Research has shown that patient-focused trials recruit the required number of patients in almost half the time compared to all other trials. Despite this, only 44% of medical professionals said they believe their companies will adopt patient-centric trial practices in the future.
What’s more, the link between patient recruitment and retention isn’t to be underestimated. The typical clinical trial extends recruitment by 71%, costing sponsors millions. In part, this is due to patients leaving the trial early – and high patient dropout rates mean more than two-thirds of trials fail to meet their goal.
In this comprehensive guide to improving patient retention in clinical trials, we explore the impact of a high level of patient focus and support on recruitment and retention rates. We’ll also offer our expert insight into key ways to prioritise patients at every stage of the clinical journey.
Why Is Patient Retention Important?
The average cost of developing a drug is $2.6 billion, and it’s estimated that sponsors lose between $600,000 and $8 million for every day a trial is delayed.
While recent research shows the average time it takes to get a drug to market has decreased, the average success rate of clinical trials currently sits at around 14%.
Patient retention is a huge issue when it comes to clinical trial success, and some trial designers will even factor in a dropout rate as high as 30% when budgeting and planning for a trial.
Now more than ever, clinical research needs to focus on patient support to boost retention rates and ensure the overall success of a study. Participants must be treated as individuals, and organisations must step away from a one-size-fits-all approach which leaves patients feeling undervalued.
The world is changing, and with it, so are people’s expectations. Through social media communities and dedicated online forums, patients now have access to information and support at unprecedented rates. And they have a voice. Social media and Patient Advocacy Groups (PAGs) mean patients’ experience in a clinical trial can – and will – be heard.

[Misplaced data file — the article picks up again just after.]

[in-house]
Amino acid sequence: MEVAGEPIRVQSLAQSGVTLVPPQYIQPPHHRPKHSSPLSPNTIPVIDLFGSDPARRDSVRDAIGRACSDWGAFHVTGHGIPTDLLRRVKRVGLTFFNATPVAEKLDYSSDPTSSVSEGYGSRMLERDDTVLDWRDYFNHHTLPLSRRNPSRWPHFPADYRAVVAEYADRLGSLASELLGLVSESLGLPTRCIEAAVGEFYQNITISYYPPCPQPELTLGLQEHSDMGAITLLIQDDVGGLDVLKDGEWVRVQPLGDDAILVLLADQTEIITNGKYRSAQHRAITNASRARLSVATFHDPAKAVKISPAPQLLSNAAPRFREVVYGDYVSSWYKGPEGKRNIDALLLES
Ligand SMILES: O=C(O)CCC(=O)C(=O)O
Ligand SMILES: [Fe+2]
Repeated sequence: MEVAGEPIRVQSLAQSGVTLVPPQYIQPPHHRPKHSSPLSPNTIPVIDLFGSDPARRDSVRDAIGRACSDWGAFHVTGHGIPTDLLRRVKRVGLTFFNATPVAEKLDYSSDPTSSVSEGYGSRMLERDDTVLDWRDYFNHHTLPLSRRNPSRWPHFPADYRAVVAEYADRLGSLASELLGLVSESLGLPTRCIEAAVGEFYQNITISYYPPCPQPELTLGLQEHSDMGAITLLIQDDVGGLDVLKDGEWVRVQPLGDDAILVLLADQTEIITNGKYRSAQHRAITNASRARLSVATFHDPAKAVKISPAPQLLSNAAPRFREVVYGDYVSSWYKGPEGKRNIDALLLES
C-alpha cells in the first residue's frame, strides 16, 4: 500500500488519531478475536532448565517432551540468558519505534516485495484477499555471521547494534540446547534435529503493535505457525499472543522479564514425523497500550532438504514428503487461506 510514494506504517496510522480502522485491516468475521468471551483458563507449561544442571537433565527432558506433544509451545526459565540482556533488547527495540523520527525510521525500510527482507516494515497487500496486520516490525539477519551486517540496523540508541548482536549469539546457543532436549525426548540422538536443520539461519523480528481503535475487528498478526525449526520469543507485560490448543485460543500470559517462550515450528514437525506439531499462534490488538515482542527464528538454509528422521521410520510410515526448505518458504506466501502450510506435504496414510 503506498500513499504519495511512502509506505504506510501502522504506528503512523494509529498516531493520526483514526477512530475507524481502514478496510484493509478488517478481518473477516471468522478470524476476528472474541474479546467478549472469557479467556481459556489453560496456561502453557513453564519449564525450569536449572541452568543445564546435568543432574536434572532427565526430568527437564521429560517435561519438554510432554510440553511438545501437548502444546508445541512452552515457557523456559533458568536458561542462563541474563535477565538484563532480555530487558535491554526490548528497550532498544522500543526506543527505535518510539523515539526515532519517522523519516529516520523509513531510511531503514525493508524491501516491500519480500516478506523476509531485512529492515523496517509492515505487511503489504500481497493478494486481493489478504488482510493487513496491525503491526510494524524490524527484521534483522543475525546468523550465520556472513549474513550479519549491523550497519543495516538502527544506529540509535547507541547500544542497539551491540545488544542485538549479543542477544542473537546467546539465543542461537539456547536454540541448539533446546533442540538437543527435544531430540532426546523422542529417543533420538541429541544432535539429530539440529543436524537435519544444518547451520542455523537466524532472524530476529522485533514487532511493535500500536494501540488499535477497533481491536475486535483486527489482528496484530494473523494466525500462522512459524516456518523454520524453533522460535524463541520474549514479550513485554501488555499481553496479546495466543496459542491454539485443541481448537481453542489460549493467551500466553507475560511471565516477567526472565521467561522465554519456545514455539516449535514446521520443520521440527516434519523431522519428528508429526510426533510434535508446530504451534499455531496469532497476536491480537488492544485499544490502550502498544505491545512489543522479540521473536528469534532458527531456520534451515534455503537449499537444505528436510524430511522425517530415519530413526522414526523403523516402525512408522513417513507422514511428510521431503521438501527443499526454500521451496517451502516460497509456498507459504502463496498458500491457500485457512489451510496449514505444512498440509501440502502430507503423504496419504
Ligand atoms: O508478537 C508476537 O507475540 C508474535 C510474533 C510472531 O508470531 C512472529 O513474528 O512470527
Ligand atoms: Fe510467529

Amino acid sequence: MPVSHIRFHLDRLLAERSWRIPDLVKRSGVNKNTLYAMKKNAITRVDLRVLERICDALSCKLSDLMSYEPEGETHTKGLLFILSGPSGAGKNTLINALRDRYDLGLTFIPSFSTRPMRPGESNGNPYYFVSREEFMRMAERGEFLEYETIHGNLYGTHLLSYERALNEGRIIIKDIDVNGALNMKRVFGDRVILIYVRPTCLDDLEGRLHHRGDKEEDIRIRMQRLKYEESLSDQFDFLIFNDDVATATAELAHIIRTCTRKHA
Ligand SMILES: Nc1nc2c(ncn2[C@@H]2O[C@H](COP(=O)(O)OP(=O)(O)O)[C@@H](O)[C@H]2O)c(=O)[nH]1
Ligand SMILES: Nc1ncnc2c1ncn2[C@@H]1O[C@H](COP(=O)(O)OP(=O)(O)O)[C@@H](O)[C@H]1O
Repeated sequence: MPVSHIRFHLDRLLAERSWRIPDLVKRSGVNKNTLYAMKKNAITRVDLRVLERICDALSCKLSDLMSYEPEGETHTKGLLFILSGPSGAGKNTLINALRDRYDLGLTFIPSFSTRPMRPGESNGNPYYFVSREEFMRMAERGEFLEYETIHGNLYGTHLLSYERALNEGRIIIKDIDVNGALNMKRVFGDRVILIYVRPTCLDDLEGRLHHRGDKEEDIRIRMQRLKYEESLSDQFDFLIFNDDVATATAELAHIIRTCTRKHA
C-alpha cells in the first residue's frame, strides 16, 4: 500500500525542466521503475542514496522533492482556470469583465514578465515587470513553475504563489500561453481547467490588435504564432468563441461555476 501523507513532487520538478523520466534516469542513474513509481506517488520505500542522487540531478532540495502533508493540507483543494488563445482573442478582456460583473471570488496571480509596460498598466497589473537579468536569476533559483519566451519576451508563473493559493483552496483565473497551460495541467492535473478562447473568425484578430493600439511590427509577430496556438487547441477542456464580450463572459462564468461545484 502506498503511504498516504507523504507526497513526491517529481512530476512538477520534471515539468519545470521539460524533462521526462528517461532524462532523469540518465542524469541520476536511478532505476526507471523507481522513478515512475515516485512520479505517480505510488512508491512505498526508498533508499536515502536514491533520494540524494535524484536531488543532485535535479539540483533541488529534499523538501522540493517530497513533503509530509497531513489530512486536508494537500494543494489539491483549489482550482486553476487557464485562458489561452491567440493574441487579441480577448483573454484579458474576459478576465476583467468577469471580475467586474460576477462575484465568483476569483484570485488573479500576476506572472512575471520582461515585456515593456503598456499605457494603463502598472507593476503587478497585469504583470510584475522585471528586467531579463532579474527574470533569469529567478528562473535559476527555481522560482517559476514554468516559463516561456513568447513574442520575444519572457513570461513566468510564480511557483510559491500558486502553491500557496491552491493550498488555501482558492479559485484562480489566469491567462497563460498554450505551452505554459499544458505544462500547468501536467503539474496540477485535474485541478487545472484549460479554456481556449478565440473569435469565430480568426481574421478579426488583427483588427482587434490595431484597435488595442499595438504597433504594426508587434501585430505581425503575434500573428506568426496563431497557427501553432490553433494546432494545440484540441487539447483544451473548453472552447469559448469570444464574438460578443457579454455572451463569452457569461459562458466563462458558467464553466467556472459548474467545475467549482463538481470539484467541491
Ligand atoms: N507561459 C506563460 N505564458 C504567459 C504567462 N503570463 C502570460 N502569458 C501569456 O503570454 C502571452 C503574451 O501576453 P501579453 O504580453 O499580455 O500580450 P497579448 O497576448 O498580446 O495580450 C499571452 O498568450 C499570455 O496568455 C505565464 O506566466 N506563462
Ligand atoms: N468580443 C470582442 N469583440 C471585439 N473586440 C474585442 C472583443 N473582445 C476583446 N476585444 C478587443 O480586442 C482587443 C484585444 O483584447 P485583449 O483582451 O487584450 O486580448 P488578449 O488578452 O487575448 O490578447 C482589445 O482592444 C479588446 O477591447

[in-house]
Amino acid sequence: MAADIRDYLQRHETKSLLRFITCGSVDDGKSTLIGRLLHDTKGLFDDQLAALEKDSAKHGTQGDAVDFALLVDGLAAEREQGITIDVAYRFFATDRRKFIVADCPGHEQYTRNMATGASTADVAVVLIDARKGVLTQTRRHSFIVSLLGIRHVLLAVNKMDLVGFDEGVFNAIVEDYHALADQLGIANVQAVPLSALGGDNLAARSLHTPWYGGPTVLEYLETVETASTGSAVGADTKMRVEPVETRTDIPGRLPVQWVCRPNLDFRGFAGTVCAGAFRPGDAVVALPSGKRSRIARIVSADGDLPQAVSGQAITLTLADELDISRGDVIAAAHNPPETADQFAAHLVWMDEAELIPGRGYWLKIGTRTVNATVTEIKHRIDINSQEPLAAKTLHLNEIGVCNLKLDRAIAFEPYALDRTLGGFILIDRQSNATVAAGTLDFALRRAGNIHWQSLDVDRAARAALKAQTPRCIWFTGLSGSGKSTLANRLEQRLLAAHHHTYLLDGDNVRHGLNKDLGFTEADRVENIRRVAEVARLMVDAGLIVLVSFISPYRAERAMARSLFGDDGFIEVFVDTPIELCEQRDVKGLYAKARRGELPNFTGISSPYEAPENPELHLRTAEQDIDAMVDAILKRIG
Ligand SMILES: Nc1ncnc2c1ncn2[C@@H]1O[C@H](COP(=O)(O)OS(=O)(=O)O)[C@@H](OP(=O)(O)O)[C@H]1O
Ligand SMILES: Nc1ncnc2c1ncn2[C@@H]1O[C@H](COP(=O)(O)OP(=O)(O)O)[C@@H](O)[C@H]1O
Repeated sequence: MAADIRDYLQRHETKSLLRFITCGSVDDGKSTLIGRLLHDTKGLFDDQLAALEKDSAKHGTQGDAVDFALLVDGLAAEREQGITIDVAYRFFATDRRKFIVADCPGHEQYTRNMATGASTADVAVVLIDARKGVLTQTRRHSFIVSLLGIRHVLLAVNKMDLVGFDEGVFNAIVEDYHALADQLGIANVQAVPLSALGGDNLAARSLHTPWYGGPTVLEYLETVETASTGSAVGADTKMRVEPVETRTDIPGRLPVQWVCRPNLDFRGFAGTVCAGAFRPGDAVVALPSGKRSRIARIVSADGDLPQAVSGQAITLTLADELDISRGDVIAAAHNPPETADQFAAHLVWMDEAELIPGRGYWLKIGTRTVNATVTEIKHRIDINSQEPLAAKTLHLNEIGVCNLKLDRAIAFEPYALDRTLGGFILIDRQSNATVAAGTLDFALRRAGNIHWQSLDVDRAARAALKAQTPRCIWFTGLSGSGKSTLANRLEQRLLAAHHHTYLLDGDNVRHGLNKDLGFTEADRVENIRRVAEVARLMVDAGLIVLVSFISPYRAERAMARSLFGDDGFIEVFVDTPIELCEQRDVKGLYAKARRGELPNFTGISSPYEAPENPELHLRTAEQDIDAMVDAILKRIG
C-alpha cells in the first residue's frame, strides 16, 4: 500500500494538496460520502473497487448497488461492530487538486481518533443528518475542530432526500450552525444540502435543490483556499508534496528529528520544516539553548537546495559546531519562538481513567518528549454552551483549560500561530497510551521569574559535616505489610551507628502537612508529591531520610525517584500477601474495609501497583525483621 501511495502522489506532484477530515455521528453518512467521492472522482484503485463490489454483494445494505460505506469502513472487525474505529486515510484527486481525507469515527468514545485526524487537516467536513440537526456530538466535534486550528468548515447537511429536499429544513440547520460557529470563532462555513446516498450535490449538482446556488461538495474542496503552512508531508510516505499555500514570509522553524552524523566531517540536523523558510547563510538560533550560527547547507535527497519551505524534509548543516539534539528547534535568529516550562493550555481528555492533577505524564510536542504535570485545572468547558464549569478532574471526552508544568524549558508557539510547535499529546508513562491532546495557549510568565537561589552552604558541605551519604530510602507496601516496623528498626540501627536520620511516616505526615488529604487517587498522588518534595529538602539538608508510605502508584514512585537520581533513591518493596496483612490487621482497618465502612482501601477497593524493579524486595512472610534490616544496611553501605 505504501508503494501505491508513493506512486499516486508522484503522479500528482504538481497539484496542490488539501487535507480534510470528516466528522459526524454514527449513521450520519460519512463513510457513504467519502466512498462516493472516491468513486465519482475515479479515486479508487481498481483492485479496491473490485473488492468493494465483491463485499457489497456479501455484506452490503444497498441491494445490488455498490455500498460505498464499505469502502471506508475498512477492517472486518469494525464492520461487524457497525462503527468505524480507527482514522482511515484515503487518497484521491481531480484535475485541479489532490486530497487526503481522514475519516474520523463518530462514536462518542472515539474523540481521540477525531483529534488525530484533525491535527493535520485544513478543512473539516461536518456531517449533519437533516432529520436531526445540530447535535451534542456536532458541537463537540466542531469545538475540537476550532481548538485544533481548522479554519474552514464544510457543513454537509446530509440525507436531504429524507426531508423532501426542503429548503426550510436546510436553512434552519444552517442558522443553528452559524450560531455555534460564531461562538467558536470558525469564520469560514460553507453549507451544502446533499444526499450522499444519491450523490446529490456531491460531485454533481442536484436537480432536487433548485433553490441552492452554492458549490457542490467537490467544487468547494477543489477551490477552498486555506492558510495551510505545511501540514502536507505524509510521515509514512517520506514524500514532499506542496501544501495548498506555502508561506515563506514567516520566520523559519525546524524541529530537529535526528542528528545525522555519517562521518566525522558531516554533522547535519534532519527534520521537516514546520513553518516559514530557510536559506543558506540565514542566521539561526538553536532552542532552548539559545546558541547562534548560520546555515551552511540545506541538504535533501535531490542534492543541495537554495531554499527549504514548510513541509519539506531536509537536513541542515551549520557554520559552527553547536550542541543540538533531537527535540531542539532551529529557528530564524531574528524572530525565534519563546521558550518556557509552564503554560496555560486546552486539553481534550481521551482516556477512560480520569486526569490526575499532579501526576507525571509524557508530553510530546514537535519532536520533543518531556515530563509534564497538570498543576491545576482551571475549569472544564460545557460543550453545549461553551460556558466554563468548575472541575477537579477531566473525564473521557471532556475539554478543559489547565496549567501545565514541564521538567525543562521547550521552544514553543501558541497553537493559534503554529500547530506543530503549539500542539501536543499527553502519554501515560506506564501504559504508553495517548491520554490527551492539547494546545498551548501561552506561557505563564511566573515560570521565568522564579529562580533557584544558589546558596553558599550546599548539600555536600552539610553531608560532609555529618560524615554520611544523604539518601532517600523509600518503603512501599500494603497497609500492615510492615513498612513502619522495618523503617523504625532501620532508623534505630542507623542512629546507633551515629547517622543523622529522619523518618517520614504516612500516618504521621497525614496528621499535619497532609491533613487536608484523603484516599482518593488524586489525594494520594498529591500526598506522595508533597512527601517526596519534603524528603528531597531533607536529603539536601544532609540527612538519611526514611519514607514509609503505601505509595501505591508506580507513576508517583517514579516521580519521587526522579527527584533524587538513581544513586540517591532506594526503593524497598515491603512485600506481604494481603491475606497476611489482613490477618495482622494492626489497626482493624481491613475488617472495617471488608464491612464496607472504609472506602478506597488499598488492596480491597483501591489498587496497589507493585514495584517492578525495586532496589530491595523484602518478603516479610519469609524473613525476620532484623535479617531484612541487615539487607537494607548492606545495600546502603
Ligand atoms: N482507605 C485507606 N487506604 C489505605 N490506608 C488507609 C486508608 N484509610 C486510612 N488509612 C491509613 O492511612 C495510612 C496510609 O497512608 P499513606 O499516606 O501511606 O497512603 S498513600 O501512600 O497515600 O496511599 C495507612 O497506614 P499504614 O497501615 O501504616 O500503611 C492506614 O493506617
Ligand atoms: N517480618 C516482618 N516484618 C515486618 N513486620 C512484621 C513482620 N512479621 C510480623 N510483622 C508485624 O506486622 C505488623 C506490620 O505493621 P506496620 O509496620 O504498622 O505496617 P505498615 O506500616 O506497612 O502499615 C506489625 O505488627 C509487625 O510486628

Read More: The Role Of Social Media In Overcoming Big Pharma’s Trust Problem
While some patient drop-outs are unavoidable, others are easily preventable. A deeper understanding of individual patients’ situations can help researchers think about strategies to overcome the most likely challenges patients will face.
Why Do Patients Drop Out of Clinical Trials?
Patients have the right to discontinue their participation in a clinical trial at any time, for any reason. The most common issues patients cite for dropping out are:
- Conflicts in their schedule
- Travelling to specific locations is inconvenient
- They’re physically unable to travel to a site
- Financial constraints
- Feeling a lack of appreciation
- Forgetting their appointments
- Fear and anxiety
- Not fully understanding the expectations placed on them
These common issues can be grouped into four main areas:
1. Inconvenience and overwhelm
Throughout the clinical trial process, the number of site visits and assessments a patient is required to attend can feel at best inconvenient, and at worst overwhelming. Especially as a lot of appointments require extensive, and sometimes international travel.
On top of this, scheduling may conflict with their day-to-day lives and personal commitments, long site visits can be draining, and negotiating travel logistics and expenses can be stressful. If you combine all of these, it’s no wonder that so many patients make the choice to leave a trial early.
2. Lack of communication
Effective communication and documentation can become difficult and complex when patients are attending studies away from their home country, especially if language barriers also play a part.
What’s more, when patients feel unclear about their role in a study, confused by jargon, acronyms or protocol language, or anxious about what to expect at each stage of the clinical journey, they’re far more likely to drop out of the trial entirely.
3. Feeling underappreciated
Patients are integral to the success of your clinical trial, which means they not only need to feel valued and supported – they deserve it. If patients feel underappreciated or – even worse – mistreated, they’re not only highly likely to drop out of the trial, but they’re also likely to share their negative experience online via social media of patient forums. This can have a big impact on recruitment for future trials too.
4. Financial barriers